​Analysis: Hun Sen’s political gifts | Phnom Penh Post

Analysis: Hun Sen’s political gifts


Publication date
15 January 2016 | 06:17 ICT

Reporter : Shaun Turton

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A security guard directs a vehicle through newly opened toll booths on Veng Sreng Boulevard last month in Phnom Penh before the prime minister revoked the toll scheme.

Christmas has come and gone, but Prime Minister Hun Sen has seemingly only just begun handing out presents.

In a recent flurry of announcements, some explicitly characterised as gifts, the premier has softened strict new traffic laws, scrapped a pair of unpopular toll road fees and done away with a tax on inherited property.

Each “gift” was granted by fiat in a highly public manner and – according to multiple analysts interviewed this week – made with an eye firmly on the upcoming commune and National Assembly elections in 2017 and 2018.

“We are already in the pre-election campaign, there’s no doubt about that at all,” said political analyst Ok Serei Sopheak.

“But this is something new, this direct link from the prime minister to the people; it’s not through the normal ministry channels; it is a personal response.”

While personality, politics and public administration have long been conflated by the Kingdom’s long-time leader, the recent largess is taking on a new dimension, as his announcements are increasingly channelled through social media as Cambodia’s political battle shifts online.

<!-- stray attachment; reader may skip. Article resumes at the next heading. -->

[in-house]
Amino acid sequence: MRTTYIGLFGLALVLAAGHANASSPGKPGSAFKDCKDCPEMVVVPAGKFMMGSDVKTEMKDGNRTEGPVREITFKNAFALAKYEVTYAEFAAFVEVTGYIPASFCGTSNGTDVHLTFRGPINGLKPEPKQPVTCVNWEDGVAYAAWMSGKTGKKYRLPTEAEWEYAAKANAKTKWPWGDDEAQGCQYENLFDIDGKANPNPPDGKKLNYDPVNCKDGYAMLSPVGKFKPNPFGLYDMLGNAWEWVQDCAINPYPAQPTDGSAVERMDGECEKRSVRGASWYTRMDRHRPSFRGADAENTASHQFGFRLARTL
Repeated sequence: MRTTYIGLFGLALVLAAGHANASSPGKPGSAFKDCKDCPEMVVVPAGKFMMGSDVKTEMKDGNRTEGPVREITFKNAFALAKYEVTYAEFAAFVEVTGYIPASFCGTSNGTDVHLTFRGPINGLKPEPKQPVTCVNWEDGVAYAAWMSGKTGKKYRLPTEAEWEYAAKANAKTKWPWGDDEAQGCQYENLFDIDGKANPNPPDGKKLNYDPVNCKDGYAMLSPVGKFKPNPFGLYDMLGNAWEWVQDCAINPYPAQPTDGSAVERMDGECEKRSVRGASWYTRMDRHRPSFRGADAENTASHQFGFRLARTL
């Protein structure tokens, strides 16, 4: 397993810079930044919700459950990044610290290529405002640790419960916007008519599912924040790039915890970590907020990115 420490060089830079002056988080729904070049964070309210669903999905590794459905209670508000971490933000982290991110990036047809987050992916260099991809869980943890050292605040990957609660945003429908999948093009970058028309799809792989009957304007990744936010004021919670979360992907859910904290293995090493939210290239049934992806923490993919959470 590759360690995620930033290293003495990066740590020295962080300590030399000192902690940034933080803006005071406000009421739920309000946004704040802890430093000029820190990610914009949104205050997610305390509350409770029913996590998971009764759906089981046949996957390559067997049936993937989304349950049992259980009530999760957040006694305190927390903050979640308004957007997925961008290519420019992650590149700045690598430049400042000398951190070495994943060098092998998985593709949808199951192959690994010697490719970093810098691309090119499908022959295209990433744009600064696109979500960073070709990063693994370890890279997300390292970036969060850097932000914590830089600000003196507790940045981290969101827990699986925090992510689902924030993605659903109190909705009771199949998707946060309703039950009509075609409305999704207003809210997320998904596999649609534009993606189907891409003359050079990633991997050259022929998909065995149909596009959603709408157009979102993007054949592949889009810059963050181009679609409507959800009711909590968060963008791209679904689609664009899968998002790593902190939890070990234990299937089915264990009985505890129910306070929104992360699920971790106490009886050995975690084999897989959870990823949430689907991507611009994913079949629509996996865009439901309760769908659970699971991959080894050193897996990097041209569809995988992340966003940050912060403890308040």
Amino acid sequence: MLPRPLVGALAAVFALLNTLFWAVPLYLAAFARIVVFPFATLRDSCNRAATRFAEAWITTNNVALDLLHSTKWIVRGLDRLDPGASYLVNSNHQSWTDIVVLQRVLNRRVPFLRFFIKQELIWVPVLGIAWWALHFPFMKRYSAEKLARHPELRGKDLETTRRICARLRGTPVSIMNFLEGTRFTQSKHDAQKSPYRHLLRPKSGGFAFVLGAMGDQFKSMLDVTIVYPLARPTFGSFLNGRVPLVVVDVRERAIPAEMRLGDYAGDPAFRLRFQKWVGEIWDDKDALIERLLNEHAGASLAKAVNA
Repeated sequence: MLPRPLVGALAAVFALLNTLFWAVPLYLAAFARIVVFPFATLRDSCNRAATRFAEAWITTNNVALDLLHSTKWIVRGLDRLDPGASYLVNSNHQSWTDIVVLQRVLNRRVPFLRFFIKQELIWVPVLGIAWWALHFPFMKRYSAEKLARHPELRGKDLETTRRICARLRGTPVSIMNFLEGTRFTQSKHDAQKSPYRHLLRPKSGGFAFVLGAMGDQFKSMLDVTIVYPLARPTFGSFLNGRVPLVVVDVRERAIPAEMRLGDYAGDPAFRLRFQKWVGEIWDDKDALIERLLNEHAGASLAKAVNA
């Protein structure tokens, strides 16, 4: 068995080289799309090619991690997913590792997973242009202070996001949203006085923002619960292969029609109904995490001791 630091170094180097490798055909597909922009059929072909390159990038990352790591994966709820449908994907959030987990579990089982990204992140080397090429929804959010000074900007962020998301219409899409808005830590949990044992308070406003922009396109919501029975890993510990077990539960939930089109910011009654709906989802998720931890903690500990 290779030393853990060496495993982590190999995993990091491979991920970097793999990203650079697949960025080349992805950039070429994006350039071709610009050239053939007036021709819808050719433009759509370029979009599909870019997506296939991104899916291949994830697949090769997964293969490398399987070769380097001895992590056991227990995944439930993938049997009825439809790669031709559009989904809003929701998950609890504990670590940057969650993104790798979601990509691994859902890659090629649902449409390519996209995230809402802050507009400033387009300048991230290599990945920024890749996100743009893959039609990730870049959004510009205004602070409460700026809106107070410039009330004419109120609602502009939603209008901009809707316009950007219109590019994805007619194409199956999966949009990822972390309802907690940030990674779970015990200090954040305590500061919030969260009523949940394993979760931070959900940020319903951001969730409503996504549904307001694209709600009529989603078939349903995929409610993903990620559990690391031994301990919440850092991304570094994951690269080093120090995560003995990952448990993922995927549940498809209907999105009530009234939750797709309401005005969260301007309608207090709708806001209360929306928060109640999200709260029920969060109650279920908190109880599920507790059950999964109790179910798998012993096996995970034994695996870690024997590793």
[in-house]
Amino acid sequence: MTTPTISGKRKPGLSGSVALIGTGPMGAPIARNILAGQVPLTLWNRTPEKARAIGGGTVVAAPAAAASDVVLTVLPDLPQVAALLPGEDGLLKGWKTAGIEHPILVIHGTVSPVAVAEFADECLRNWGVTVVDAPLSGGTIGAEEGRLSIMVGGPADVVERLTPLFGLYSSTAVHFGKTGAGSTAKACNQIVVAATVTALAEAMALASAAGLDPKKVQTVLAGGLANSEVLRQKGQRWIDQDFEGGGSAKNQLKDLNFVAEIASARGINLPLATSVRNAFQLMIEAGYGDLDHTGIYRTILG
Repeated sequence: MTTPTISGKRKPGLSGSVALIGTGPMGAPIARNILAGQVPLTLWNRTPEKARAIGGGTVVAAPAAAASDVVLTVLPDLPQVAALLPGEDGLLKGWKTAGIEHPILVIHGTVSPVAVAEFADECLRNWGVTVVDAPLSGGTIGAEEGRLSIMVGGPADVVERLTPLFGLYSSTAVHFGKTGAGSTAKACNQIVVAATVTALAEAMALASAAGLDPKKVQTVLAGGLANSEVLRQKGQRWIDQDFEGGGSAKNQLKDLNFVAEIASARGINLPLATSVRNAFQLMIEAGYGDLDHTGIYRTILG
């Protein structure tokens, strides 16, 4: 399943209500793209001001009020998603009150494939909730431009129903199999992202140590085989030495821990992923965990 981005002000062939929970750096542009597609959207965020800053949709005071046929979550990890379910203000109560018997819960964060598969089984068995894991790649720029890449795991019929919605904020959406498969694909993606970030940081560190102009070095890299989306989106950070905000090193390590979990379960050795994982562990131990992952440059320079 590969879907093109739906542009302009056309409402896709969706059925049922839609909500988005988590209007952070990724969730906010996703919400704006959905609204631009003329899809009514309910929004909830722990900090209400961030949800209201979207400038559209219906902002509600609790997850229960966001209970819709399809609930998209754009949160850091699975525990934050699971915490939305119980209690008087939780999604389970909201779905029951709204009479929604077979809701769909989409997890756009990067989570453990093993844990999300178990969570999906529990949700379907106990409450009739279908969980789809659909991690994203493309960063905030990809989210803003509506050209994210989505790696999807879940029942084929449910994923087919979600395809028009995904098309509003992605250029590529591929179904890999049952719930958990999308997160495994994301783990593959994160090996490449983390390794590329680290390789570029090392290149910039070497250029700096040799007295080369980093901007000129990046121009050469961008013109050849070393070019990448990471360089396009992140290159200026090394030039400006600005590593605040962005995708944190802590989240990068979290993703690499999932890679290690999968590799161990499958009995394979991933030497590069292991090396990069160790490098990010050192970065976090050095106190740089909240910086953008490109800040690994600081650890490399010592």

“The ruling party campaign, like 2013, will again be based on the popularity of the prime minister but this time, all this has started earlier,” said Serei Sopheak.

However, the moves beg the question of whether key areas of national need, including road safety and a still-woefully inadequate tax base, are being sacrificed on the altar of short-term popularity.

For example, Prime Minister Hun Sen last week scrapped the need for drivers with a motorbike of 125cc or under to have a licence – despite the fact that 71 per cent of road deaths in the Kingdom involve motorbike drivers, according to the World Health Organization.

That decision, called a “January 7 gift” for the people, was sparked by the online backlash to enforcement of the new Traffic Code, with social media users complaining the permit process was costly and corrupt.

While hailing the government’s strengthened legislation, which carries tougher fines for infractions, Global Road Safety Partnership manager of global advocacy Dave Elseroad called moves to neuter the new law “deeply worrying”.

“The prime minister’s ‘gift to the people’ should be to save as many lives as possible on Cambodia’s roads,” Elseroad said.

Meanwhile, on Monday, a decision to scrap the 4 per cent tax on land bequests to family members was made to “solve problems for people”, Hun Sen announced on Facebook.

A similar executive decision to bring private toll road Veng Sreng Boulevard under government control – followed this week by the scrapping of toll fees on National Road 4 – also came on the heels of online criticism.